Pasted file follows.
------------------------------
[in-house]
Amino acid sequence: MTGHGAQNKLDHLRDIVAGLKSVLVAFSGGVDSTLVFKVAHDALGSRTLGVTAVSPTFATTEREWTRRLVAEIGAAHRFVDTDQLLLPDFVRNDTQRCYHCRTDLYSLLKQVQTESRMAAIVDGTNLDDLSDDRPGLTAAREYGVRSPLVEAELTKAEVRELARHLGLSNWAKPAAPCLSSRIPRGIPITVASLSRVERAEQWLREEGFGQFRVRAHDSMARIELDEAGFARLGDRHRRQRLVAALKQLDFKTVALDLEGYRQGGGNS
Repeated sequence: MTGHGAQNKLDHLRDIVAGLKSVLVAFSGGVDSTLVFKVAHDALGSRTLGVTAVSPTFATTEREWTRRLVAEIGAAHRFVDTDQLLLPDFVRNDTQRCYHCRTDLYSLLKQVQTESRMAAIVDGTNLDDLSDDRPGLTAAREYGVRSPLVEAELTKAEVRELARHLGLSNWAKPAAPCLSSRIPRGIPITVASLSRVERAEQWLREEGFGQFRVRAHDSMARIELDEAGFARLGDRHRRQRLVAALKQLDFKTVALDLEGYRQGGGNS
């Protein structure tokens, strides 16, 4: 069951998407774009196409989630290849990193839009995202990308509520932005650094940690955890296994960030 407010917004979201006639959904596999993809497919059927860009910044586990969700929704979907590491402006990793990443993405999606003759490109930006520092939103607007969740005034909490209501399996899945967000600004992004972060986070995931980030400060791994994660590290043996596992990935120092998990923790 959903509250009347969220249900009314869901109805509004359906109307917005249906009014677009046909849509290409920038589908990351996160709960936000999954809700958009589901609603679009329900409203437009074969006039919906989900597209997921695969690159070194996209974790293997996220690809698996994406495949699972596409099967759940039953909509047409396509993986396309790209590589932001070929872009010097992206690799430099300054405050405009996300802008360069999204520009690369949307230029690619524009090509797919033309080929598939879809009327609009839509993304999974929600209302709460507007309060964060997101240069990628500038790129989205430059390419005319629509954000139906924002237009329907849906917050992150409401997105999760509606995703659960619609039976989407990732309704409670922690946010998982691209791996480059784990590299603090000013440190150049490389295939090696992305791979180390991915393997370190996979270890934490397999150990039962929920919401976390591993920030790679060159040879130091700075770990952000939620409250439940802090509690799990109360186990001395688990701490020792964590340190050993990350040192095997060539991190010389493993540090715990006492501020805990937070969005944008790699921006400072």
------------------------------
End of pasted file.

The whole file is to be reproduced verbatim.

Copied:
[in-house]
Amino acid sequence: MTGHGAQNKLDHLRDIVAGLKSVLVAFSGGVDSTLVFKVAHDALGSRTLGVTAVSPTFATTEREWTRRLVAEIGAAHRFVDTDQLLLPDFVRNDTQRCYHCRTDLYSLLKQVQTESRMAAIVDGTNLDDLSDDRPGLTAAREYGVRSPLVEAELTKAEVRELARHLGLSNWAKPAAPCLSSRIPRGIPITVASLSRVERAEQWLREEGFGQFRVRAHDSMARIELDEAGFARLGDRHRRQRLVAALKQLDFKTVALDLEGYRQGGGNS
Repeated sequence: MTGHGAQNKLDHLRDIVAGLKSVLVAFSGGVDSTLVFKVAHDALGSRTLGVTAVSPTFATTEREWTRRLVAEIGAAHRFVDTDQLLLPDFVRNDTQRCYHCRTDLYSLLKQVQTESRMAAIVDGTNLDDLSDDRPGLTAAREYGVRSPLVEAELTKAEVRELARHLGLSNWAKPAAPCLSSRIPRGIPITVASLSRVERAEQWLREEGFGQFRVRAHDSMARIELDEAGFARLGDRHRRQRLVAALKQLDFKTVALDLEGYRQGGGNS
């Protein structure tokens, strides 16, 4: 069951998407774009196409989630290849990193839009995202990308509520932005650094940690955890296994960030 407010917004979201006639959904596999993809497919059927860009910044586990969700929704979907590491402006990793990443993405999606003759490109930006520092939103607007969740005034909490209501399996899945967000600004992004972060986070995931980030400060791994994660590290043996596992990935120092998990923790 959903509250009347969220249900009314869901109805509004359906109307917005249906009014677009046909849509290409920038589908990351996160709960936000999954809700958009589901609603679009329900409203437009074969006039919906989900597209997921695969690159070194996209974790293997996220690809698996994406495949699972596409099967759940039953909509047409396509993986396309790209590589932001070929872009010097992206690799430099300054405050405009996300802008360069999204520009690369949307230029690619524009090509797919033309080929598939879809009327609009839509993304999974929600209302709460507007309060964060997101240069990628500038790129989205430059390419005319629509954000139906924002237009329907849906917050992150409401997105999760509606995703659960619609039976989407990732309704409670922690946010998982691209791996480059784990590299603090000013440190150049490389295939090696992305791979180390991915393997370190996979270890934490397999150990039962929920919401976390591993920030790679060159040879130091700075770990952000939620409250439940802090509690799990109360186990001395688990701490020792964590340190050993990350040192095997060539991190010389493993540090715990006492501020805990937070969005944008790699921006400072």